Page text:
Addressing a stadium packed with the Class of 2013, families and friends at Convocation on Saturday, Cory Booker, the 44-year-old mayor of Newark, N.J., said to graduates that “nothing we do, however virtuous, can be achieved alone.”
Throughout his speech, Booker encouraged students to work together against what he called the generation’s biggest challenge: cynicism.
Booker said that while other generations have fostered “bold visions that could solve all of America’s problems,” the generation the Class of 2013 belongs to has “resigned itself to poverty … [to the fact] that there will be schools in some places that just don’t work … [and to the fact] that there will be violence some places in our country.”
“That cynicism eats at me,” Booker said.
In a speech punctuated by bursts of brisk wind, Booker began by not only thanking Cornell’s faculty and staff, but also recognizing those he said are often not thanked enough: “people who work on the lawns and the grounds of this University, the people who serve meals, the people who clean bathrooms.” Without all of these people, Booker said, convocation would not have been possible.
Booker said that his belief in the power of the collective comes from a five-foot tall, elderly woman he knew from Newark who is as “tough as nails.”
The woman, Virginia Jones, was a resident and tenant’s rights leader of Brick Towers, a public housing project in Newark, Booker said. Despite losing her son when he was shot and killed in the lobby of the building, Jones refused to move out — telling Booker she had to stay in the building because she had to fight to make the complex a safer community.
Describing her job as being “in charge of Homeland Security,” Jones fearlessly took on responsibility to improve living conditions at the crime-ridden building, Booker said — recalling that Jones even once punched a “slumlord” to try to call attention to the issue.
Booker, who himself lived in Brick Towers until the building was demolished in 2006, said Jones inspired him to “do something” in the face of despair. This attitude, he said, would ultimately permeate his efforts to spark change in his own community; it was an attitude Booker encouraged students to foster in the face of the economic and social problems that he said America currently faces.
Booker recalled that he was struggling through the last few days of his first year in city government, “frustrated because [he] was getting nothing done.” Booker said that councilmembers often voted against him, and the mayor at the time saw him as a threat because he believed Booker would challenge him.
With municipal police tapping his phones and repeatedly ticketing his car, Booker said he felt exasperated when another tenant’s rights leader in Newark called him for help. The woman complained that there were many violent incidents occurring in front of her building, and she asked Booker to send the police over.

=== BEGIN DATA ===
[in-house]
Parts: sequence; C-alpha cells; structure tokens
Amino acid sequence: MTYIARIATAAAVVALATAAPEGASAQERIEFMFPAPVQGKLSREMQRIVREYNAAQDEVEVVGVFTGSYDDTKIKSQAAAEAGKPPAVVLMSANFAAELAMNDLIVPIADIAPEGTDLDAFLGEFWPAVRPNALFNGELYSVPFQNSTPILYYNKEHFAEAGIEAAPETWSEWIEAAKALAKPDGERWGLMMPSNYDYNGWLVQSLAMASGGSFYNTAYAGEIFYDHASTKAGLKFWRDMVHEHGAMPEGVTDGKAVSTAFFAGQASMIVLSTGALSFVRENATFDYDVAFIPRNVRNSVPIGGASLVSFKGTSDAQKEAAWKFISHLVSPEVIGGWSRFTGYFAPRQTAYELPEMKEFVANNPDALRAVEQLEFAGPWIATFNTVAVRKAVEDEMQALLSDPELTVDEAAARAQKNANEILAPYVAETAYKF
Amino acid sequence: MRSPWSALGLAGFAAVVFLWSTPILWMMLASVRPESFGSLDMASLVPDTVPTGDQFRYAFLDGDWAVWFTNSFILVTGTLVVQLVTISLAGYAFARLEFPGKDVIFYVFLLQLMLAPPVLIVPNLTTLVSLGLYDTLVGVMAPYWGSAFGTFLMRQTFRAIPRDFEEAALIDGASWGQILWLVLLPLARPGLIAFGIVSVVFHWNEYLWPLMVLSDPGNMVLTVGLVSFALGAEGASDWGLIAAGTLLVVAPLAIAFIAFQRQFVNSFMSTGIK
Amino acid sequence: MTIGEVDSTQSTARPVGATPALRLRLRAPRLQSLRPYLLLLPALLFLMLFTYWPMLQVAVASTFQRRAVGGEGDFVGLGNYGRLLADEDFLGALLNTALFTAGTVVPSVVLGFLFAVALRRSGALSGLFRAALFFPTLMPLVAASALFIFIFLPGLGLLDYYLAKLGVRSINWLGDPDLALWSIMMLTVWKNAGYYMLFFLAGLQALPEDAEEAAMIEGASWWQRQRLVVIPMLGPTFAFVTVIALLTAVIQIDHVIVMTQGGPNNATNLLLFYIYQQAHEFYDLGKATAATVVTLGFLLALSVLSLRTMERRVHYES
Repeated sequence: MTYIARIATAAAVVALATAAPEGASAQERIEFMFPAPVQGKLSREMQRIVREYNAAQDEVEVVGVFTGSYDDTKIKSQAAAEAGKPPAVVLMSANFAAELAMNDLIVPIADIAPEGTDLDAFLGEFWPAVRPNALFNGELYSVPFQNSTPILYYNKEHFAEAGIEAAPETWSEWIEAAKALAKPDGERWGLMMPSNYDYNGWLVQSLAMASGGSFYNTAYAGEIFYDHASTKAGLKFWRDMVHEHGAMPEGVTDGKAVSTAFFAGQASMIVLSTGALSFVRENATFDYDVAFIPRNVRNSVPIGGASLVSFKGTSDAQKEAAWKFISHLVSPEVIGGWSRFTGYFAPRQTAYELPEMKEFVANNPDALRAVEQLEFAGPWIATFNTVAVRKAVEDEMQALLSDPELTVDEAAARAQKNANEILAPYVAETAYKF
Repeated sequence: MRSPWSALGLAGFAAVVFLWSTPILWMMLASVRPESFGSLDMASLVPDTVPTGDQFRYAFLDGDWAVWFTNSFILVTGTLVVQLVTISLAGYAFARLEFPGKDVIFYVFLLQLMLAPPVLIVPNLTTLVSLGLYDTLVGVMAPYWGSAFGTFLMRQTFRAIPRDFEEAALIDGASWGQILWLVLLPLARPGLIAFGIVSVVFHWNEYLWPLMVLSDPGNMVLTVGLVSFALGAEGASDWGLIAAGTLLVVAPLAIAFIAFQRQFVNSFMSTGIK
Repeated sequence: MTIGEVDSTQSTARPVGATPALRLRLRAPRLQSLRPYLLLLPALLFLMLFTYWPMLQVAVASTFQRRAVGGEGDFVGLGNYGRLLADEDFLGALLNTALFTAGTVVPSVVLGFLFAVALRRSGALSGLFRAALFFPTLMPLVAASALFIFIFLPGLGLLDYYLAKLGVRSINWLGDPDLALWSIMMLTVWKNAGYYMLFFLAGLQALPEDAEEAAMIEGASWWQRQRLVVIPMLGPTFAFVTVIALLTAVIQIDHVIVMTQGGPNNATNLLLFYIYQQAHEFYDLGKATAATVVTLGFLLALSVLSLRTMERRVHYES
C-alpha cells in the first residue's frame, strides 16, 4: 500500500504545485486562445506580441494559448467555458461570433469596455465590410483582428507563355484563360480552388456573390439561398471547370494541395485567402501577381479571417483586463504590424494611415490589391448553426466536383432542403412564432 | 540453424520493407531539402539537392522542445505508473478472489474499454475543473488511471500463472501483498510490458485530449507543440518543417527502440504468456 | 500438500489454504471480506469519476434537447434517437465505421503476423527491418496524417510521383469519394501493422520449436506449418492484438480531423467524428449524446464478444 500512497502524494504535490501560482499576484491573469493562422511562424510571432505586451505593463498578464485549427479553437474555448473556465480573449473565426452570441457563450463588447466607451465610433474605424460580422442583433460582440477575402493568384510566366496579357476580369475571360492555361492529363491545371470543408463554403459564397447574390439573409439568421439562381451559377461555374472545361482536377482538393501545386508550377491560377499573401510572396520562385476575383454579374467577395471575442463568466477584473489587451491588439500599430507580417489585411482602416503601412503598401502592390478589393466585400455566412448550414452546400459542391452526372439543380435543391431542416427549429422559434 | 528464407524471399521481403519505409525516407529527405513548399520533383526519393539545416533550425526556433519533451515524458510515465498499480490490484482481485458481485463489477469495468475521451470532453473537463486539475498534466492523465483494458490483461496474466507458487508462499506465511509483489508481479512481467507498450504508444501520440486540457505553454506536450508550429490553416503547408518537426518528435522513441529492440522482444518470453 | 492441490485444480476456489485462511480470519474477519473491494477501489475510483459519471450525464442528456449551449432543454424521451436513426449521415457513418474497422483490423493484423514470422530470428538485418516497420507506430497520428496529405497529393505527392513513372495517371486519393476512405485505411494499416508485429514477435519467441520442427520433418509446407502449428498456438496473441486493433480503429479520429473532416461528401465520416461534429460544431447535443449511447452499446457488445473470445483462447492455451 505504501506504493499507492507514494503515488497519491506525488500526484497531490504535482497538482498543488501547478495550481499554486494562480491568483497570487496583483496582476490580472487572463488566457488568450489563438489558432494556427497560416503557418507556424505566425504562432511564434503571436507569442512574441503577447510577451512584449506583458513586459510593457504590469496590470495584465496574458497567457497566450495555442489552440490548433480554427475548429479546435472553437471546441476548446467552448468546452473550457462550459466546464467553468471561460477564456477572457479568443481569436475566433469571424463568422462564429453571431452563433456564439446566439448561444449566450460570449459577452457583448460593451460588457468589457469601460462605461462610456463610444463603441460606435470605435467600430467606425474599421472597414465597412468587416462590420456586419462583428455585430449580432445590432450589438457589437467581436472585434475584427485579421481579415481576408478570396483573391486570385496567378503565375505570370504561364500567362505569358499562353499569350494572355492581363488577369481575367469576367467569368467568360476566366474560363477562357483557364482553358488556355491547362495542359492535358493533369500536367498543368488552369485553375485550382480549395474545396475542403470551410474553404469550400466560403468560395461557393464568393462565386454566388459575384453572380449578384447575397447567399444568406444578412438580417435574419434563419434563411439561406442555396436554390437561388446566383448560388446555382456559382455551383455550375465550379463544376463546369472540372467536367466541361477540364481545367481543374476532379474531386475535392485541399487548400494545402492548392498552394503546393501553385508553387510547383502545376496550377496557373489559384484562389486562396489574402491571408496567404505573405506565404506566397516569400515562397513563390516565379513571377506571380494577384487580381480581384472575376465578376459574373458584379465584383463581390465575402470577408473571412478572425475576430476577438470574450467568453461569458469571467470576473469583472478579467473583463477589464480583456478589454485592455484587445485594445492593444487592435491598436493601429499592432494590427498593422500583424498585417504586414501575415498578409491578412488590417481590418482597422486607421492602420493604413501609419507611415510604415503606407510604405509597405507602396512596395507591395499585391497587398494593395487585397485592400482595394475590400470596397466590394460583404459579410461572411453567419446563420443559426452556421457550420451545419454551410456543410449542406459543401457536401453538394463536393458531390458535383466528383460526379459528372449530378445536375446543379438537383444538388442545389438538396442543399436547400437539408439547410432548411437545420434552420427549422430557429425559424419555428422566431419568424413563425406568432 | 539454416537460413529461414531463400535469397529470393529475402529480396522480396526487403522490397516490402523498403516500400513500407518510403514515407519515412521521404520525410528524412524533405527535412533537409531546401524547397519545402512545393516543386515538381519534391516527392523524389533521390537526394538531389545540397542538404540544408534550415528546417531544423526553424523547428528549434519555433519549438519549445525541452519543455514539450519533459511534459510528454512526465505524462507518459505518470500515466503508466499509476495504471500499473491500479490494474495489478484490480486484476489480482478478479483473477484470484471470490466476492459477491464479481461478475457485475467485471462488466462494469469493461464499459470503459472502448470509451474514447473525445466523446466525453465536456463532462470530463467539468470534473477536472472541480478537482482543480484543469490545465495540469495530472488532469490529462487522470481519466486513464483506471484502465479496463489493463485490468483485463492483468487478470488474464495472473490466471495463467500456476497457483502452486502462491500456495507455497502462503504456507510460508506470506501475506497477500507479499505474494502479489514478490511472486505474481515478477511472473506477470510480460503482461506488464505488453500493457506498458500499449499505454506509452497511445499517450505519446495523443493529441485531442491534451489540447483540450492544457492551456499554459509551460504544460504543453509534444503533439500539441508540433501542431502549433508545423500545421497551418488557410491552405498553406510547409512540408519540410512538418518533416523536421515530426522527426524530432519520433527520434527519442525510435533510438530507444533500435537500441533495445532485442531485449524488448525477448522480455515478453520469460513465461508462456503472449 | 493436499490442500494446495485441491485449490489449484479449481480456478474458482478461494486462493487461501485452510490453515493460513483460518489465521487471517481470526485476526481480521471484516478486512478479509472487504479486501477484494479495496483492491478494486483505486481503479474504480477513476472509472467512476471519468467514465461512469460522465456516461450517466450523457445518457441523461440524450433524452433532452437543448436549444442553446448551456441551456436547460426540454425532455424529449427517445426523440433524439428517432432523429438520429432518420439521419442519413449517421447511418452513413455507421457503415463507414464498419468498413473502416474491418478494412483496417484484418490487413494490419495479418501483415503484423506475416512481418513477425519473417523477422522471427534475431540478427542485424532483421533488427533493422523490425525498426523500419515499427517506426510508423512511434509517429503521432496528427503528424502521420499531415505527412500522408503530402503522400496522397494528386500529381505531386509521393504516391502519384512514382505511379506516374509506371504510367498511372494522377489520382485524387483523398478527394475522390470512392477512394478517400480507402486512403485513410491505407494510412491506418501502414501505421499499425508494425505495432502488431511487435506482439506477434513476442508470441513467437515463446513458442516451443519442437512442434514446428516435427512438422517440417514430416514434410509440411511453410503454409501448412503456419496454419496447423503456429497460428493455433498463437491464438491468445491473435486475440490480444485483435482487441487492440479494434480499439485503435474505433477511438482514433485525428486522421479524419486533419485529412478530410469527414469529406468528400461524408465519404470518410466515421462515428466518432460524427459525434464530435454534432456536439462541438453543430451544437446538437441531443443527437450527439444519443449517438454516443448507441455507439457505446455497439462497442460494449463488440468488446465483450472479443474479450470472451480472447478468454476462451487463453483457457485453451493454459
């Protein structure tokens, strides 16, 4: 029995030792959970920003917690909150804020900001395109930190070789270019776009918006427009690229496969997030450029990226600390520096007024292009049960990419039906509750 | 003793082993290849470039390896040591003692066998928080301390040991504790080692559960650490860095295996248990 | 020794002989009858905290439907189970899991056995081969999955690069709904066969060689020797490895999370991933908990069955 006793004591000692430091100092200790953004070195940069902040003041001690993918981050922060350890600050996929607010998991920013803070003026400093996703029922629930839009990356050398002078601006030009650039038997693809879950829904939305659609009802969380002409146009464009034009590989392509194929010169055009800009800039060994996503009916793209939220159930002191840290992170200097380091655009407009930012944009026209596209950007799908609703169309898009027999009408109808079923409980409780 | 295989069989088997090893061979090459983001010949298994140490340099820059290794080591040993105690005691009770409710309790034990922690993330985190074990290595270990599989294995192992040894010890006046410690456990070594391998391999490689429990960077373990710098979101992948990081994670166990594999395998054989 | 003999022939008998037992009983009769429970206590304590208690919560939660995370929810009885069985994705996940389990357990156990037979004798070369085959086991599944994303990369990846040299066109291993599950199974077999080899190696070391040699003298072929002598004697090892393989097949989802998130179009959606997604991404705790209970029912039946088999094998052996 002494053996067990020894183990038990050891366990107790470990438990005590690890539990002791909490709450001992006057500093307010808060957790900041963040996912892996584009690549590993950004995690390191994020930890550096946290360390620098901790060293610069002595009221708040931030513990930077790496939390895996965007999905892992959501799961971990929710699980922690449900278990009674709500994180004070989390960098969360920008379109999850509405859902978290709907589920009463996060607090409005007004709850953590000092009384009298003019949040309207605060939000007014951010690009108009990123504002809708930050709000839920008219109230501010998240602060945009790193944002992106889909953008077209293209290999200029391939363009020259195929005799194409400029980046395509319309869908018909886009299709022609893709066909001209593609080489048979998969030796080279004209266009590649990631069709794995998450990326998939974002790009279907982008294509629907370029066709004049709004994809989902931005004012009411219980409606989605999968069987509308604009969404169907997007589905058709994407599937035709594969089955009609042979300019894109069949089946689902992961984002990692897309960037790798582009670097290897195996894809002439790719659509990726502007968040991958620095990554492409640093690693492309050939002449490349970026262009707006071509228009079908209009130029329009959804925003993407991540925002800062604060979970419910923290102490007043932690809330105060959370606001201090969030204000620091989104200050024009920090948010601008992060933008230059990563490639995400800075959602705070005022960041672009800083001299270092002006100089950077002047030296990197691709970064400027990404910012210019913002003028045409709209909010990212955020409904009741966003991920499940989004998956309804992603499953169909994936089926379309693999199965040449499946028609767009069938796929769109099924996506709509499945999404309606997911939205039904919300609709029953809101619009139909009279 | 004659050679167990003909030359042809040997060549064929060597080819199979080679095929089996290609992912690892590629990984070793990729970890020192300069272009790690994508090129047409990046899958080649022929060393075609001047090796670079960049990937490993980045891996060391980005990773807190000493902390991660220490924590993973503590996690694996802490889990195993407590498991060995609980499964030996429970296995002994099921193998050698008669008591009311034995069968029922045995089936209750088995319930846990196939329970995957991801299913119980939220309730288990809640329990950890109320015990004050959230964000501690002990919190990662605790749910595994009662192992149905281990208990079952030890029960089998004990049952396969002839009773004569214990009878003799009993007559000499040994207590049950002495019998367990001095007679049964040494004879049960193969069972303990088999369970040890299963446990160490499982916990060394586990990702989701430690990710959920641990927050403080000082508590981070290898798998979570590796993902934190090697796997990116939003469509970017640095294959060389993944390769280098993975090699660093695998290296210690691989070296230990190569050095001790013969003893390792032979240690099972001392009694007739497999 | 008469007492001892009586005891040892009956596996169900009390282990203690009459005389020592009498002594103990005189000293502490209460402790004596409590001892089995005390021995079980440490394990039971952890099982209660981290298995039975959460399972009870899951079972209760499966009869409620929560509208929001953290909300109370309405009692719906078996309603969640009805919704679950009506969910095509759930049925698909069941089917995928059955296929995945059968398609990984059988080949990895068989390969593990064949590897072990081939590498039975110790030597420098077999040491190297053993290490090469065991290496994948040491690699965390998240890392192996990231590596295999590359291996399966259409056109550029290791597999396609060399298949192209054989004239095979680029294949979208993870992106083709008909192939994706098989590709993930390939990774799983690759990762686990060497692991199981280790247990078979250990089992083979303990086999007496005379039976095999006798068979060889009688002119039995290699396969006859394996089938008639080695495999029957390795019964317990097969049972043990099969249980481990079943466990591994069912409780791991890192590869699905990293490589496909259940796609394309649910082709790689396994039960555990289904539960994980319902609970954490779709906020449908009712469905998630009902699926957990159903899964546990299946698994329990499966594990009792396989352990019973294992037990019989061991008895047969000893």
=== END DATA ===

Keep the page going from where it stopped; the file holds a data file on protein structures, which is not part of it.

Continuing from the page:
Feeling that the police were not on his side, Booker said he told her, “Look, I can’t get the police to stop ticketing my car, for crying out loud.” Booker said that he and the tenant leader yelled back and forth at each other over the phone until they hung up.
“Now I’m done — now I’m really going to quit,” he said he thought at the time. Booker said he trudged back home, but ran into Jones, who said, “Don’t you dare walk past me boy. … Tell me what’s wrong.”
Booker said that when he described the situation and asked her what he should do, Jones took a deep breath and simply said, “You should do something.”
Booker said that although he initially believed he was powerless, he quickly realized, “Heck, that woman’s right. I can do something.”
That, Booker said, is when he decided to set up a tent in front of the crime-ridden building, where he went on a hunger strike for 10 days. Booker said the 10 days showed him the true power of the collective, as community leaders, prison guards and hundreds of others came out to support his cause.
Eventually, on the tenth day, the mayor at the time came out and promised to increase police patrols in the area.
Booker said that, on the last day of the strike, when many community members came together for a final prayer, he saw “the most beautiful vision of [his] nation.”
In addition to gaining public recognition for the hunger strike, Booker has become known for his willingness to get his hands dirty around Newark; in recent years, Booker ran into a burning building to rescue his neighbor, suffering smoke inhalation and second-degree burns on his hand. In his first year as mayor of Newark, he followed police officers on night patrols to ensure that the city was making every effort to reduce crime, according to Time.
As he concluded his speech, Booker stressed the importance of working together to overcome challenges.
“I tell you now, I hope you all have great individual accomplishments,” he said. “But your generation will be determined by how you come together as lovers — lovers of peace and lovers of justice.”
Original Author: Jinjoo Lee